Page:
write a book

Should You Hire A Ghostwriter or Write It Yourself?

Of all the things that I do, ghostwriting seems to garner the most interest.  Recently, Twitter and blogging buddy Patrick Ross mentioned in a comment that he'd like to hear more about it.  (He also passed along the Stylish Blogger award.  Thanks, Patrick!) So here you go.

In this post, I'm going to look at the difference between hiring a ghostwriter or writing the book yourself, perhaps with some coaching along the way.  In general, I'm a huge fan of writing the book yourself. Dcist_ghost_halloween_391239_l

Why do I believe this?

Because even though it is a ghostwriter's job to enter the head of the client and write like he or she would, the most authentic voices still come from the client himself.   But sometimes writing it yourself just isn't possible.  So let's consider when you might want to hire a ghostwriter:

  • When you don't have time to write it yourself
  • When you don't have the inclination to write it yourself
  • When you know you hate writing
  • When you realize that your time could better be spent on other aspects of your business
  • When the subject you want to write about is way out of your area of expertise

Most political books are ghostwritten.  (Do you really think Sarah Palin or Al Gore has the time to write a book?  I actually have a passing acquaintance with the guy who helped Al with his book, help being a euphenism for doing all the work.) Some self-help books are ghostwritten.  (Again, can you picture Dr. Phil sitting down to write his very own little book?) And even some novels are ghostwritten.  (It was widely rumored that Margaret Truman's mysteries were ghostwritten.  And then you you have authors like what's his name, um….the guy who write the Alex Cross mysteries–Jame Patterson!  He has a whole stable of writers who churn out crap books for him.)

But you, my dear friend or client, are different.  You have a passionate idea inside you that your long to express into the world for a variety of reasons.  Perhaps you have a business you want to promote, or you desire to begin a speaking career.  Perhaps you are looking for a career change, or in loftier ambitions, have an idea that will change the world.  So have a book inside you that needs to come out.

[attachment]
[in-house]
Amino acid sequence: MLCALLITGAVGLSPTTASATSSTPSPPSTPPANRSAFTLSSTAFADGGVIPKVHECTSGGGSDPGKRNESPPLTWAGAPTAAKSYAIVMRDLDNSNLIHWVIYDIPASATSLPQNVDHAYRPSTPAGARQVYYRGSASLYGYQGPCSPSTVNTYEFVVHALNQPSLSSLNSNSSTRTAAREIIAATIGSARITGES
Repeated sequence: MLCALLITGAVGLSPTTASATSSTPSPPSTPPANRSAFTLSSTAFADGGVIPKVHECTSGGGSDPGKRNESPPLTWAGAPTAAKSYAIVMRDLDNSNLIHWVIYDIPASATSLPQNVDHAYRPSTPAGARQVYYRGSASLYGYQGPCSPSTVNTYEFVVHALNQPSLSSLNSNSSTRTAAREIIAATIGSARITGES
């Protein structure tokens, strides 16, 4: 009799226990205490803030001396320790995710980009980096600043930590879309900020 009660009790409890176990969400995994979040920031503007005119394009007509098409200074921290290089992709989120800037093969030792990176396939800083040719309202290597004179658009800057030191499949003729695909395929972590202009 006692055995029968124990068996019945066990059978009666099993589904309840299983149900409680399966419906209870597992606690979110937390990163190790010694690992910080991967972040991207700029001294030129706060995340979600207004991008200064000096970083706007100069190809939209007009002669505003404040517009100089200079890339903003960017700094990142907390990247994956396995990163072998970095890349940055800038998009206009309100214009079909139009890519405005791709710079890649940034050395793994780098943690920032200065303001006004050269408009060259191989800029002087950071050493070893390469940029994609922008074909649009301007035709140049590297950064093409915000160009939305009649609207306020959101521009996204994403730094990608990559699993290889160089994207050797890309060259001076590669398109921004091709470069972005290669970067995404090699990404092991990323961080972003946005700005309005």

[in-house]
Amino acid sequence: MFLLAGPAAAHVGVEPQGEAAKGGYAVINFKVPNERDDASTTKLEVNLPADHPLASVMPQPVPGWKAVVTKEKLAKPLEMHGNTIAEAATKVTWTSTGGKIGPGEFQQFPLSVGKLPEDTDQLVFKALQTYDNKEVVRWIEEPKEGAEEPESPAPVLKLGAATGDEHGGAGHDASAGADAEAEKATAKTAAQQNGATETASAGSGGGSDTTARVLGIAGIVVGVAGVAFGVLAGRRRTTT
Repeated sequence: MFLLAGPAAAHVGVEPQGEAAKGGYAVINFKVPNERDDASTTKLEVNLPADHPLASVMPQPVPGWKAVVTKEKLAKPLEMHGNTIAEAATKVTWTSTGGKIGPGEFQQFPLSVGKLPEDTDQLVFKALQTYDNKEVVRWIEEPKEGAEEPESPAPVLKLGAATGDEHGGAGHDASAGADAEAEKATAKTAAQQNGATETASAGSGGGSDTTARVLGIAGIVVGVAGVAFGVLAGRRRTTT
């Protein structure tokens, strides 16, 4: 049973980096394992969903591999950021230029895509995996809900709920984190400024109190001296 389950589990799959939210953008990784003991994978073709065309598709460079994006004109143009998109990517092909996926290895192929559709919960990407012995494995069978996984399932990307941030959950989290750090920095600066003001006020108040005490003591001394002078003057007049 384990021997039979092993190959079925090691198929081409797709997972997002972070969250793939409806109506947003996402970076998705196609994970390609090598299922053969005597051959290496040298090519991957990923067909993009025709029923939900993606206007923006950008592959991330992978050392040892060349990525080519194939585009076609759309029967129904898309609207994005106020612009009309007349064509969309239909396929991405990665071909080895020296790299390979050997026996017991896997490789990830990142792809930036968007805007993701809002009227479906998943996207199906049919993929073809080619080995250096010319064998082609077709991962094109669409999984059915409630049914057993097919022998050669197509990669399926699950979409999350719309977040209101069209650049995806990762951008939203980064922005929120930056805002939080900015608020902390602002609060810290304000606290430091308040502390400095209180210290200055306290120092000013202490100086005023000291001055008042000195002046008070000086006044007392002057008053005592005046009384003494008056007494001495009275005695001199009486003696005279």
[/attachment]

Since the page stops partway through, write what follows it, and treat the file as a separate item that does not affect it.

And while it may be tempting to hire a ghostwriter, I believe that you have the chops to do it yourself.  Consider this:

  • Ghostwriting is labor-intensive and so it is expensive. 
  • There is nothing more satisfying than seeing your name on the cover of a book–and knowing you wrote it yourself.
  • Writing a book probably isn't nearly as difficult as you've made it out to be in that fertile brain of yours.

For some lucky reason, I think that book-writing is not only fun, but easy.  I think this harks back to my days in elementary school, when there was nothing I loved better than getting assigned a school report on a country, or a planet, or even something as simple as a bird.  I couldn't wait to find out what topic I'd be assigned, and once I found out, I sprinted to the library to start researching.  Love writing those reports.  And today I love writing books.

But I believe you can write your book yourself.  And that you can actually enjoy doing it.  I know, I know.  But trust me, it is possible.  

Because this post went in a slightly different direction than I first intended, and got long at the same time, I think I'll do another post on the same topic, slightly different focus, looking at ghostwriting more from the writer's side of things.

In the meantime, if I've convinced you to write the book yourself, I am offering a telelclass on Book Proposals That Succeed, and the early-bird pricing ends this Friday.  Check it out here.

 Photograph by katmere from Everystockphoto.com

Creativity With a Purpose

I'm all for creativity–it is the centerpiece of my life.  As a writer, I've had to cultivate ways to be creative and stay creative on a regular basis.  This includes nurturing ideas, putting them on paper, and developing them into finished pieces, whether those finished pieces are paid work for clients or passion projects for myself. My creativity extends to other areas of my life, too, such as my love of knitting, of arranging (and rearranging) my home, and gardening.

Lately I've been thinking a lot about creativity.  Actually, I always think a lot about creativity, as I coach clients and students to be able to access it with ease on a regular basis.  But I've been pondering it more deeply as I move toward putting together a true online information business (Ebooks, teleclasses, and coaching, oh my!).

And what I've realized is that most of my work around creativity is very purpose driven.  I teach and promote creativity with a purpose–whether that purpose is a book you want to write, a skirt you want to sew, or a painting you want to paint.  Don't get me wrong–creativity for its own sake is wonderful.  But there are lots of great folks talking about and teaching that kind of creativity.  My niche is helping people who need to be creative for a reason blast blocks and get down to it.

I've got a lot of ideas and plans for this niche, so stay tuned.  Better yet, subscribe to my newsletter to make sure you stay up to date.

And for those of you whose creative bent tends toward business, I've got a great tip for you.  The fabulous Marney at Artella is presenting the beta version of her new teleclass, The Complete Idealist's Blissness Action Camp. and it starts on Monday.  Because its the beta version, the class is half-price–IF you register by Monday.  I'm signed up for it, and I can't wait–Marney's classes and products are always high value and lots of fun.  Either click one of the links in this post or click on the colorful button to the left to sign up.